So school officials did what they would do in any similar situation. They called Torrington police.
The first indication police had that this was no clear-cut investigation was that no one knew an Isaac Parker who might have sent the threat. That was backed up through the IP address, which led police to an e-mail account holder in Torrington, Wyoming, police said.
So, Torrington, Connecticut police called their counterparts in Torrington, Wyoming and learned that Parker was not such a mystery figure to them.
Police there had recently arrested Parker, who was accused of sending threatening emails and making harassing phone calls.
Parker said he did not send the particular e-mail to Torrington High School in Connecticut, but police said it looks like he mistakenly sent the message to Connecticut, thinking he was sending it to school officials in Torrington, Wyoming.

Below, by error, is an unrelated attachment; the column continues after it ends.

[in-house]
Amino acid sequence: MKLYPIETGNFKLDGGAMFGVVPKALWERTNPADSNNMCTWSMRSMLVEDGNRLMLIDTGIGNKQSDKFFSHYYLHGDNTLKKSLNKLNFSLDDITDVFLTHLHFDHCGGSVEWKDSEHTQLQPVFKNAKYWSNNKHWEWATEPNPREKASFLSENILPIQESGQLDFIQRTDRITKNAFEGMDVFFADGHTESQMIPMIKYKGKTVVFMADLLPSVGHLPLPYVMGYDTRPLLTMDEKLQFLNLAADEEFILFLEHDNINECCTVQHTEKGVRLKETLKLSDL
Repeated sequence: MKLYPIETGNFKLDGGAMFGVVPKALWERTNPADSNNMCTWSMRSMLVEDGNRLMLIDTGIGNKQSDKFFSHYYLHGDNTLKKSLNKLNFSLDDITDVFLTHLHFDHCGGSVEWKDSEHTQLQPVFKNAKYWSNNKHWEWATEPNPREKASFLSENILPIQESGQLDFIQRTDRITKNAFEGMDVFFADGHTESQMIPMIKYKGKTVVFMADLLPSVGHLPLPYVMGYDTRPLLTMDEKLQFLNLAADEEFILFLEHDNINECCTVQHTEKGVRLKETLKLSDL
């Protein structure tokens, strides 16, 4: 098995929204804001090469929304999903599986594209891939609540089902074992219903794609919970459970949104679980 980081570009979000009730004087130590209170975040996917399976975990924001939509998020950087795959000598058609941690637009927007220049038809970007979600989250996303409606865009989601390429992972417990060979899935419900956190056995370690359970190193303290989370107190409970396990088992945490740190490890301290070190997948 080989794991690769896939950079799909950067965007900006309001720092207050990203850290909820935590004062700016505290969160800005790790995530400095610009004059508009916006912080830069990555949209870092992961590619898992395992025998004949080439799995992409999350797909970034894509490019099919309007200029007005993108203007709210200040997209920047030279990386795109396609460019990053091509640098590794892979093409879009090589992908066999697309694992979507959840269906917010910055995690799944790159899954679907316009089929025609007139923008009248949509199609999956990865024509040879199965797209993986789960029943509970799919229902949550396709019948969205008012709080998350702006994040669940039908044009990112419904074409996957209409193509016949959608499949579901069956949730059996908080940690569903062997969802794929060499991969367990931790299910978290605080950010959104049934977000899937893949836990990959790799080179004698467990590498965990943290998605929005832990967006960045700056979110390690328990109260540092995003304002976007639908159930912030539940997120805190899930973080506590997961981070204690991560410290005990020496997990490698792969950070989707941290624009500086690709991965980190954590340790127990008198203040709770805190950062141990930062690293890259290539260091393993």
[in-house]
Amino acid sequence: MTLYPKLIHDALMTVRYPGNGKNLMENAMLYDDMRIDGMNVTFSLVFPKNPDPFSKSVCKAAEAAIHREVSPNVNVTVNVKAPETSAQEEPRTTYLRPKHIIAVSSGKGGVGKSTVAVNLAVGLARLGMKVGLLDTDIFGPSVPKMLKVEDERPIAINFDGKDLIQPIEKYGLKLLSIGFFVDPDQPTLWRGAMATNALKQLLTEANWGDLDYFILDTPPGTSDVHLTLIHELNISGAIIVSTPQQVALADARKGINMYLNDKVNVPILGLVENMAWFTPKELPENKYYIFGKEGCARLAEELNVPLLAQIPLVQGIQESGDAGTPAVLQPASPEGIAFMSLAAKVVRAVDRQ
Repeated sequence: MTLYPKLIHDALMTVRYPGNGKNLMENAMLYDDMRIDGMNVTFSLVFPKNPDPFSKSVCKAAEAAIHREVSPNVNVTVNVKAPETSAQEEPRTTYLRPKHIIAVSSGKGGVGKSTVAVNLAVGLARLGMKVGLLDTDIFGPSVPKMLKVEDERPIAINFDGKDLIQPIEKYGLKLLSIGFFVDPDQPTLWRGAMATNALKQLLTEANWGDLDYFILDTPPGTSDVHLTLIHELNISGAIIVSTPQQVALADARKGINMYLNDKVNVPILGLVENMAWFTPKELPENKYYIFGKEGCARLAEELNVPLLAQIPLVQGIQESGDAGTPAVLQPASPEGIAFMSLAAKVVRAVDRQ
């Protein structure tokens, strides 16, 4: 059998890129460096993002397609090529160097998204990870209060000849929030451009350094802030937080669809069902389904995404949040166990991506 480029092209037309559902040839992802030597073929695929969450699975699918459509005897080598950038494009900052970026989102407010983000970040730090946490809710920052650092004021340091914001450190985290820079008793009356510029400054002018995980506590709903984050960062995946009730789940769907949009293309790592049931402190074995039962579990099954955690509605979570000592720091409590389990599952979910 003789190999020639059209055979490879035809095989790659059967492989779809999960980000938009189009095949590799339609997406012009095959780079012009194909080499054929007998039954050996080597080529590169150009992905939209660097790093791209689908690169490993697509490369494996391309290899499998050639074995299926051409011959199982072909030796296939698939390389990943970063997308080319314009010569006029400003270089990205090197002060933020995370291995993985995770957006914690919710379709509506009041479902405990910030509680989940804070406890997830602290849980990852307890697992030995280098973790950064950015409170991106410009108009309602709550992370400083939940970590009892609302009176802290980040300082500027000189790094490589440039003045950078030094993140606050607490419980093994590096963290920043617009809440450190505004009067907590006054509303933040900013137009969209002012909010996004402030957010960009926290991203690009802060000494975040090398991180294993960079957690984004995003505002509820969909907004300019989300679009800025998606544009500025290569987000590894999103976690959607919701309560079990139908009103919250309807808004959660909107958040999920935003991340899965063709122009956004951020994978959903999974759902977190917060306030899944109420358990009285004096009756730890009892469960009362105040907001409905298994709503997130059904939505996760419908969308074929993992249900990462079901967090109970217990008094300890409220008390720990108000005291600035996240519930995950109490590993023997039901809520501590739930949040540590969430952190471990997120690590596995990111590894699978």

As police in Wyoming arrested Parker on terrorist threats charges, he attacked police, so they added on assault on a police officer and resisting arrest charges, police said.
Now, police have Parker’s computer and will conduct a computer forensic examination.
“We thank the Torrington Police Department for their extraordinary effort and due diligence with this threat,” Supt. Christopher Leone said. “This shows that we take every threat against our schools seriously and interruptions to instruction to education will not be tolerated.”